Sudan’s ambassador to the United Nations, Abdel-Mahmood Abdel-Haleem, called it "a strategic shift," made possible by his government’s "exemplary" cooperation on terrorism matters.

"Each side is exchanging papers on each aspect," he said. "The biggest reward would be normal relations with the U.S."

Abdel-Haleem’s remarks could signal that Washington and Khartoum have stepped up their intelligence cooperation particularly in light of the recent increase in US military activity in Somalia against Al-Qaeda bases. The Sudanese former foreign minister Mustafa Osman Ismail told the Los Angeles Times in 2005 that his government “served as the eyes and ears of the CIA in Somalia, a sanctuary for Islamic militants”.

But it will take Sudan more than good counter terrorism cooperation to be friends with the US. In regards to Darfur in particular, the US wants Sudan to facilitate deployment of the UN-AU force stop the military offensive in the region and disarm the Janjaweed militias. But in the last few months Khartoum has done the exact opposite. It kept placing obstacles to the hybrid force, launched a military campaign in Western Darfur which led to massive displacement and recently appointed the Janjaweed leader Musa Hilal to a governmental post.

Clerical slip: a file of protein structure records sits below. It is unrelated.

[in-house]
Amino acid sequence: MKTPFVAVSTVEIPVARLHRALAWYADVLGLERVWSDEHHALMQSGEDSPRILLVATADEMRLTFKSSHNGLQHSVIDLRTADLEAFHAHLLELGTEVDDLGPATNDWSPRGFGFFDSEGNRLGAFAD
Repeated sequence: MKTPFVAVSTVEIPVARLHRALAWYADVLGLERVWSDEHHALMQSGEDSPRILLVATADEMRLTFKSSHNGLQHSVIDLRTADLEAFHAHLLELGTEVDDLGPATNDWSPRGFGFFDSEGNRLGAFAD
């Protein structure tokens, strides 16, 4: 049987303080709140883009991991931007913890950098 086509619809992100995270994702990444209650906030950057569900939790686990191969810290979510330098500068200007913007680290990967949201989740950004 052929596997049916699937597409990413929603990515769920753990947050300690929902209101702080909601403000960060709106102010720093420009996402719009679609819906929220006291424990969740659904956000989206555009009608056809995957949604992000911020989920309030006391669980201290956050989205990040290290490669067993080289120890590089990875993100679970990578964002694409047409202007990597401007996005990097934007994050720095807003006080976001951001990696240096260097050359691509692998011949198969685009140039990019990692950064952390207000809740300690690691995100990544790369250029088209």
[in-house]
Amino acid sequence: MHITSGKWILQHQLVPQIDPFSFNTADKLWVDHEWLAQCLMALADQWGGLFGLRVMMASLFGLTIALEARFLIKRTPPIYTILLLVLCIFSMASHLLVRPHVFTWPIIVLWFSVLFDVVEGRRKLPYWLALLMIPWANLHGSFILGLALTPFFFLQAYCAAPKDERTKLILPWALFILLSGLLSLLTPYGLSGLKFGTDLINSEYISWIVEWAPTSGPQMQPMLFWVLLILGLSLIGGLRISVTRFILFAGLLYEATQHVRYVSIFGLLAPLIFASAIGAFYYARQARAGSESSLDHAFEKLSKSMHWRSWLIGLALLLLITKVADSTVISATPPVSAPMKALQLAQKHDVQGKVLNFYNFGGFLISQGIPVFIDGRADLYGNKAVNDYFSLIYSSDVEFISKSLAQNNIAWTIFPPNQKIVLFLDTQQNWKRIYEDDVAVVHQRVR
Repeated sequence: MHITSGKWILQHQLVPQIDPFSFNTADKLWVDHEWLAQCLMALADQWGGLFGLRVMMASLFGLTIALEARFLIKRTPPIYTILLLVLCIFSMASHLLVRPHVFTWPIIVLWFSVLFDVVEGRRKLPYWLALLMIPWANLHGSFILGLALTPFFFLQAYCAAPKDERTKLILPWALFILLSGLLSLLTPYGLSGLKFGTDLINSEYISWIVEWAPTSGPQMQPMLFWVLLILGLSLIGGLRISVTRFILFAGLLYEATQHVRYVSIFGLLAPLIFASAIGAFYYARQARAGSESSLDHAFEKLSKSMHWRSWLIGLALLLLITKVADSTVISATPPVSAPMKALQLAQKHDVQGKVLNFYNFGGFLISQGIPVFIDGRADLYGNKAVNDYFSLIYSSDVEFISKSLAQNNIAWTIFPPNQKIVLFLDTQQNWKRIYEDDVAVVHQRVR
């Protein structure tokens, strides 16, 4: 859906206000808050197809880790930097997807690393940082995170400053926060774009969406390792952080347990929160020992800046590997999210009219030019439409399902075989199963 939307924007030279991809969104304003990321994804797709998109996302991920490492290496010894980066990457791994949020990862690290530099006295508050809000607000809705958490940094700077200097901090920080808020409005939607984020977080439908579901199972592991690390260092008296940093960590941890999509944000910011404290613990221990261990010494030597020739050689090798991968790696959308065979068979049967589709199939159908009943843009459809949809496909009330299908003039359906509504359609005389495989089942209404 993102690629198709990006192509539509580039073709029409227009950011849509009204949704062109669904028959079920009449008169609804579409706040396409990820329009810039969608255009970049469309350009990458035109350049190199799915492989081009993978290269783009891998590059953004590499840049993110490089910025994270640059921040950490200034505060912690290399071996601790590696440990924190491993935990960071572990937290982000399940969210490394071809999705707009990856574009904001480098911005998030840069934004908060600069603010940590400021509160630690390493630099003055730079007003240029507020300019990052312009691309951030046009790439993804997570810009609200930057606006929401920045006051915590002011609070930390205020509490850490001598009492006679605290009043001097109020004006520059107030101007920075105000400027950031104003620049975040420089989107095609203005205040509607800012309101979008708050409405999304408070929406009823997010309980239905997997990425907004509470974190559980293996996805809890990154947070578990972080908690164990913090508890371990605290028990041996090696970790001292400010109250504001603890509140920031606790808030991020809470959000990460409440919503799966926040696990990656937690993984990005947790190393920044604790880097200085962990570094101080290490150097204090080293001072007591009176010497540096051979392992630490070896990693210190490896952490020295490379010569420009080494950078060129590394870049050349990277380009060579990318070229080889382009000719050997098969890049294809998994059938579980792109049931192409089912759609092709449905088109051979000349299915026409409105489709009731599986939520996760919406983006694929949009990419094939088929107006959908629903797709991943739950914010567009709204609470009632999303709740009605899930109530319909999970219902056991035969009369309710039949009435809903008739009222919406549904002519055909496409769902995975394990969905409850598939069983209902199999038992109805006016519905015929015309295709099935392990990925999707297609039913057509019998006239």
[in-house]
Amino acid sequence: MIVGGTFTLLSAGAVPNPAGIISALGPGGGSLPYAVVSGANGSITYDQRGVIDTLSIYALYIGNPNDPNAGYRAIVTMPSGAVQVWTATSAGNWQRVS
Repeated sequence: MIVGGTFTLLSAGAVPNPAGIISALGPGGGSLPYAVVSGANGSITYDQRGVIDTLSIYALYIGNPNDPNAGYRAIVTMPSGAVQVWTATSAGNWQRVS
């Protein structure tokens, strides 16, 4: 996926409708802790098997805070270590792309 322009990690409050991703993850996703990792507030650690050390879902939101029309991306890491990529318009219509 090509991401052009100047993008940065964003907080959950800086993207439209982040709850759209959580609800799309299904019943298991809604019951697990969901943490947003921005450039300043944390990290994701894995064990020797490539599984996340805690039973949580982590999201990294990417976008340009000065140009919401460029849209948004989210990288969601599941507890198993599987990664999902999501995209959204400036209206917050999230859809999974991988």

Moreover, the lifting of sanctions imposed on Sudan may also prove difficult due to a number of factors. Some of the sanctions were part of bill passed by the US Congress such as the Darfur Peace and Accountability Act. More importantly there is a political price to be paid by the Bush administration and the Republican Party in an elections year if they take a conciliatory step towards Sudan. The powerful Darfur advocacy groups and the US Congress will be closely watching any move in that direction.

US Professor Eric Reeves, a longtime expert on Sudan affairs echoes the same view.

“So long as the National Islamic Front (National Congress Party) regime retains a stranglehold on Sudanese national wealth and power, there is exceedingly little chance that we will see any significant change in Sudanese behavior before the US presidential elections, or indeed afterwards. Khartoum’s hope that the US will tire of exerting pressure on a genocidal regime ignores the political potency of Darfur advocacy in the US, as well as advocacy for South Sudan” Reeves says.